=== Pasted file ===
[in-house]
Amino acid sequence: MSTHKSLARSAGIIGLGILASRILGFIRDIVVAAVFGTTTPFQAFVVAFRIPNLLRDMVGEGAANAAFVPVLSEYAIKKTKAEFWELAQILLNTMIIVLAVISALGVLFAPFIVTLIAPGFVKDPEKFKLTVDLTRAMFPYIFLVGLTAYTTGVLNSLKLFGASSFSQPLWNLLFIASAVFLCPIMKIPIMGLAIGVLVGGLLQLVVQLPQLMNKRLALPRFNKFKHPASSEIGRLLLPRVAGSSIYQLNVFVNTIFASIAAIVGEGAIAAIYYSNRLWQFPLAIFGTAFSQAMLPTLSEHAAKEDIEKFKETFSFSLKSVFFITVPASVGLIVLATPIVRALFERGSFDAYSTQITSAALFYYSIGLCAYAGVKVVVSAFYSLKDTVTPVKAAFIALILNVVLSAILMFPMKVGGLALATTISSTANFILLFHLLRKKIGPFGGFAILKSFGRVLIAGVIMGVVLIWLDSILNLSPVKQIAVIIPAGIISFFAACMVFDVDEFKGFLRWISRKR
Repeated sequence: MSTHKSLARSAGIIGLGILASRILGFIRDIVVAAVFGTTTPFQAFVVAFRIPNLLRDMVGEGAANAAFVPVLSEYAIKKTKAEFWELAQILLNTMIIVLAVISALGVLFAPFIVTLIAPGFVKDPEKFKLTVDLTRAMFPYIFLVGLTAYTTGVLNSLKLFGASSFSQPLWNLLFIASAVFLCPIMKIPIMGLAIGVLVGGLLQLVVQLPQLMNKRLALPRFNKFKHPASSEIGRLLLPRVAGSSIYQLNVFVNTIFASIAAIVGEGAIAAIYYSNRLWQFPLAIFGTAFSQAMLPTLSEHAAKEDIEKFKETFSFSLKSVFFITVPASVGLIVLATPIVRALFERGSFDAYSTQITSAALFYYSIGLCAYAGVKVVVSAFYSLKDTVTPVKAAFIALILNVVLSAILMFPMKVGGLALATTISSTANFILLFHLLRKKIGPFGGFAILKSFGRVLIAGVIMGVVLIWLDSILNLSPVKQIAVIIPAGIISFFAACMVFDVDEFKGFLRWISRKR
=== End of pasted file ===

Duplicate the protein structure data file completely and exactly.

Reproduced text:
[in-house]
Amino acid sequence: MSTHKSLARSAGIIGLGILASRILGFIRDIVVAAVFGTTTPFQAFVVAFRIPNLLRDMVGEGAANAAFVPVLSEYAIKKTKAEFWELAQILLNTMIIVLAVISALGVLFAPFIVTLIAPGFVKDPEKFKLTVDLTRAMFPYIFLVGLTAYTTGVLNSLKLFGASSFSQPLWNLLFIASAVFLCPIMKIPIMGLAIGVLVGGLLQLVVQLPQLMNKRLALPRFNKFKHPASSEIGRLLLPRVAGSSIYQLNVFVNTIFASIAAIVGEGAIAAIYYSNRLWQFPLAIFGTAFSQAMLPTLSEHAAKEDIEKFKETFSFSLKSVFFITVPASVGLIVLATPIVRALFERGSFDAYSTQITSAALFYYSIGLCAYAGVKVVVSAFYSLKDTVTPVKAAFIALILNVVLSAILMFPMKVGGLALATTISSTANFILLFHLLRKKIGPFGGFAILKSFGRVLIAGVIMGVVLIWLDSILNLSPVKQIAVIIPAGIISFFAACMVFDVDEFKGFLRWISRKR
Repeated sequence: MSTHKSLARSAGIIGLGILASRILGFIRDIVVAAVFGTTTPFQAFVVAFRIPNLLRDMVGEGAANAAFVPVLSEYAIKKTKAEFWELAQILLNTMIIVLAVISALGVLFAPFIVTLIAPGFVKDPEKFKLTVDLTRAMFPYIFLVGLTAYTTGVLNSLKLFGASSFSQPLWNLLFIASAVFLCPIMKIPIMGLAIGVLVGGLLQLVVQLPQLMNKRLALPRFNKFKHPASSEIGRLLLPRVAGSSIYQLNVFVNTIFASIAAIVGEGAIAAIYYSNRLWQFPLAIFGTAFSQAMLPTLSEHAAKEDIEKFKETFSFSLKSVFFITVPASVGLIVLATPIVRALFERGSFDAYSTQITSAALFYYSIGLCAYAGVKVVVSAFYSLKDTVTPVKAAFIALILNVVLSAILMFPMKVGGLALATTISSTANFILLFHLLRKKIGPFGGFAILKSFGRVLIAGVIMGVVLIWLDSILNLSPVKQIAVIIPAGIISFFAACMVFDVDEFKGFLRWISRKR